Abnormally high temperatures, lots of sun, and little rain has been what the summer months have brought much of Newfoundland and Labrador this year.
But it's not just eastern Canada feeling the heat; the seemingly continent-wide increase in temperatures has been resulting in droughts for farmers in many parts of Canada and the US.
In fact, according to several national media outlets, this drought could affect food prices across Canada, raising them 3-4 per cent in 2013.
But that is not the case in central Newfoundland, according to one farmer.
Chris Oram has been running his family's farm, located off Newbay Road in Grand Falls-Windsor, for the past few years. He sells his crops at Mark's Market, which the family runs on the property during the late summer and fall months.
According to the young farmer, this year has been a dream for the crops.
He said all the produce he grows on the 100-acre farm, from corn to zucchini, have benefited from the hot, humid weather this summer.
“This year the corn is great...and we should have a really great year for pumpkins,” he said. “Everything else is doing well...We haven't gotten much rain but we have gotten some when we needed it the most.”
“Everything else is doing well...We haven't gotten much rain but we have gotten some when we needed it the most.” - –Chris Oram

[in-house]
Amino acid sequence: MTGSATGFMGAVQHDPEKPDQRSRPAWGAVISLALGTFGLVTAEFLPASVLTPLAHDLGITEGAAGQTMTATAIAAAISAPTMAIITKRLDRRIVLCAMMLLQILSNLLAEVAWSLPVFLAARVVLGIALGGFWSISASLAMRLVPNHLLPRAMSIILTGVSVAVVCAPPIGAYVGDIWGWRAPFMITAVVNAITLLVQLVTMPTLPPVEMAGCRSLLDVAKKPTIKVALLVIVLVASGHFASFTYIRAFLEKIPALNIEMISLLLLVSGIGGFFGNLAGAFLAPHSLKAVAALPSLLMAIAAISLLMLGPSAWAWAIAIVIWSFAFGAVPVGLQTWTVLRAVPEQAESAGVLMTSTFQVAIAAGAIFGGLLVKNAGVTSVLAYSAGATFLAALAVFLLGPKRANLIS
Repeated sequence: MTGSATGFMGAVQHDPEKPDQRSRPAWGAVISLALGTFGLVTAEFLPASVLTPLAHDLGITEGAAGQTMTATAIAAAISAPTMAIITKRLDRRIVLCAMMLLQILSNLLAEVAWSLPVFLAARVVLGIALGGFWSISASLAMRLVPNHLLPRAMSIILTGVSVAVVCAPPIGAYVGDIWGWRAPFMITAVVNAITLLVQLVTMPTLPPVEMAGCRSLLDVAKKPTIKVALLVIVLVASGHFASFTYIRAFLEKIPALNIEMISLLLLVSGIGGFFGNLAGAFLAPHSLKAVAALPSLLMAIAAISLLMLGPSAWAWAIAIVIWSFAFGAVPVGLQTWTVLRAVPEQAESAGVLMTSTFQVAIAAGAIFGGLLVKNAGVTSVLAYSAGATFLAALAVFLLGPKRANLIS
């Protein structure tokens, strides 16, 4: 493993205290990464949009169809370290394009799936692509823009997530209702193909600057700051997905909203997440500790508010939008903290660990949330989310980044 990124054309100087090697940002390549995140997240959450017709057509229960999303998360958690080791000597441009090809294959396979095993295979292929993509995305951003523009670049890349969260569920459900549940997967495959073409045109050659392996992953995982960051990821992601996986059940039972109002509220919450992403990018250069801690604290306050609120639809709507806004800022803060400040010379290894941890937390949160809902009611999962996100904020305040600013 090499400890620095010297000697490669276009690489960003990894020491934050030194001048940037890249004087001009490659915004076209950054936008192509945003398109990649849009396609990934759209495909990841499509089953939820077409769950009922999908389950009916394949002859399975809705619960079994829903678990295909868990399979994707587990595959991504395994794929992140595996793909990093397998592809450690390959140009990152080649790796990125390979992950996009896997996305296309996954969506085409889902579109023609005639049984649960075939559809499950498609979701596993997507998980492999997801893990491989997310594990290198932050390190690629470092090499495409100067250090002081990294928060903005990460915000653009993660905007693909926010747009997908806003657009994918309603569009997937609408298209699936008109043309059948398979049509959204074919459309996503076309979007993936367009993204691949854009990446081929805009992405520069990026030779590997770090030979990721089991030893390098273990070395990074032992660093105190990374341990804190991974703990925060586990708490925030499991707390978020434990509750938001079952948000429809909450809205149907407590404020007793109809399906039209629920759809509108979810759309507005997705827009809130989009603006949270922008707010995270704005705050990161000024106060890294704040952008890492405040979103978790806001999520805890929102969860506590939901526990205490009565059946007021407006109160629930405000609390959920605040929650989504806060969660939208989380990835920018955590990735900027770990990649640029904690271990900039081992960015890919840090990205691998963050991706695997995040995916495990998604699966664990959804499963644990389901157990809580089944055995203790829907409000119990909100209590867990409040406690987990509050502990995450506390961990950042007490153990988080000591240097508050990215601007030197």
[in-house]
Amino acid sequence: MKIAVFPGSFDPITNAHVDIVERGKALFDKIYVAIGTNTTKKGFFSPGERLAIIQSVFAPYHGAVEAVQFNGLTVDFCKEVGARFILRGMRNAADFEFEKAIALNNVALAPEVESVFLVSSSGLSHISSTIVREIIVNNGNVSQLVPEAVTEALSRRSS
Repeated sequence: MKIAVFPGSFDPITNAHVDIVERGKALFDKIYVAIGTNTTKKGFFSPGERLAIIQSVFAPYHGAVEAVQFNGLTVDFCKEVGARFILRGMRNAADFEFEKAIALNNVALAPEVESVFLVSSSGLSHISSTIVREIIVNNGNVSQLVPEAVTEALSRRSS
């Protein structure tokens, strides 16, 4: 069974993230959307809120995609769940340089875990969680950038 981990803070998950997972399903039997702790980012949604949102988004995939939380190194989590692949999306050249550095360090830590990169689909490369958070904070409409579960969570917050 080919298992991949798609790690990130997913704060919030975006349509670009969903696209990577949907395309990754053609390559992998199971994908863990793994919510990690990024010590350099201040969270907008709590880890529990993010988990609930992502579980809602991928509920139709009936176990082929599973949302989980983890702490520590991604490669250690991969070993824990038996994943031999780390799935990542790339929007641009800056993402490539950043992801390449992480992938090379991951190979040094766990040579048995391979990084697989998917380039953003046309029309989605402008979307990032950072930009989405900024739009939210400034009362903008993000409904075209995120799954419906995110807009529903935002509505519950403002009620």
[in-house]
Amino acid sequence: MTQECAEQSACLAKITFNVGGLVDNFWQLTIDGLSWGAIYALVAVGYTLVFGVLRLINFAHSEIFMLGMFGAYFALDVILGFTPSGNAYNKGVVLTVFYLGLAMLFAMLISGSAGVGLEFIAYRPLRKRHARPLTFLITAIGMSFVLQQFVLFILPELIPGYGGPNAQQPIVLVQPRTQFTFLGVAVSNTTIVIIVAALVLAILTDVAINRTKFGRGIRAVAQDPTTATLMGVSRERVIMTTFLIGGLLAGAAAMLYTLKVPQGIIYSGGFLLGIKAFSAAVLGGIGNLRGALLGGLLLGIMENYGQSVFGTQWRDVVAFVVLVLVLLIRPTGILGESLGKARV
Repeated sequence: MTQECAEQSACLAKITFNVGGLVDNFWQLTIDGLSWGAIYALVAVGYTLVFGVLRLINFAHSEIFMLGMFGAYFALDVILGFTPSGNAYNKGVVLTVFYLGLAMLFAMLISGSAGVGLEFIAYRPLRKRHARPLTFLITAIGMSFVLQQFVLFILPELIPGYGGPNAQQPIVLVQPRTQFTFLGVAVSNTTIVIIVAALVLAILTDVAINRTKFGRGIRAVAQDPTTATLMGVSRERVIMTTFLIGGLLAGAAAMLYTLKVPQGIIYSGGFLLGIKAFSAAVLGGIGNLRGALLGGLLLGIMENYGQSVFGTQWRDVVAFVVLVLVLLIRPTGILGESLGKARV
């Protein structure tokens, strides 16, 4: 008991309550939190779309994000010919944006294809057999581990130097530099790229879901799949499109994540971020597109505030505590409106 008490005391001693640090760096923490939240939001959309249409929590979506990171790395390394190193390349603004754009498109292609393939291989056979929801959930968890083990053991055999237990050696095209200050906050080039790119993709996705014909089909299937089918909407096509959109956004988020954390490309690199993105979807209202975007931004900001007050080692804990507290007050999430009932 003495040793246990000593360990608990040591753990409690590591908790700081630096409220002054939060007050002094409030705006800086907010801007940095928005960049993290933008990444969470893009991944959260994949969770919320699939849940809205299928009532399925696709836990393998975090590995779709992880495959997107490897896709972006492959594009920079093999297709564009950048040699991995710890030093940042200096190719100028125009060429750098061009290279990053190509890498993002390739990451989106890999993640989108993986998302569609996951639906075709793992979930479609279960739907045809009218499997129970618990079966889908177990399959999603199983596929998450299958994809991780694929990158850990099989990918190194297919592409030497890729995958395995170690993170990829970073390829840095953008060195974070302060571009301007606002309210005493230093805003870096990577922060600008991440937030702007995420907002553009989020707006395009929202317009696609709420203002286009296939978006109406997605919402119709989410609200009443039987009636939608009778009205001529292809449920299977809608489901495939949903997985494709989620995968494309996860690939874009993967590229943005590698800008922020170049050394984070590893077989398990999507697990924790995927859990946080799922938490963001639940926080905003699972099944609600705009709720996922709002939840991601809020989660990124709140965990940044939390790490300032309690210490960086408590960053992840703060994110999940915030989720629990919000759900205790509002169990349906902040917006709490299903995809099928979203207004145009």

Last year, Oram said, the weather was less than ideal. Too many consecutive rainy and cold days, and not enough sun meant a lot of crops did not yield to potential.
“We saw it mostly with the corn...we barely got a week out of our corn last year,” he said. He added his pumpkins also suffered last year – a big-ticket item at the market during the fall.
This year, though, Oram expects the full crop of around 5,000 pumpkins to be big and healthy in time for Thanksgiving and Halloween.
He also noted that this year the family was able to open their annual market this past weekend – a couple of weeks earlier than other years.
Oram said he feels fortunate Newfoundland and Labrador has been spared from the drought plaguing many other farmers across North America.
“I've been helping out (on the farm) since I was a little boy,” he said. “I personally have never seen a summer like this.”
Mark's Market is now open to customers from 4 to 8:30 p.m. on weekdays, and 9 a.m. to 8:30 p.m. on weekends.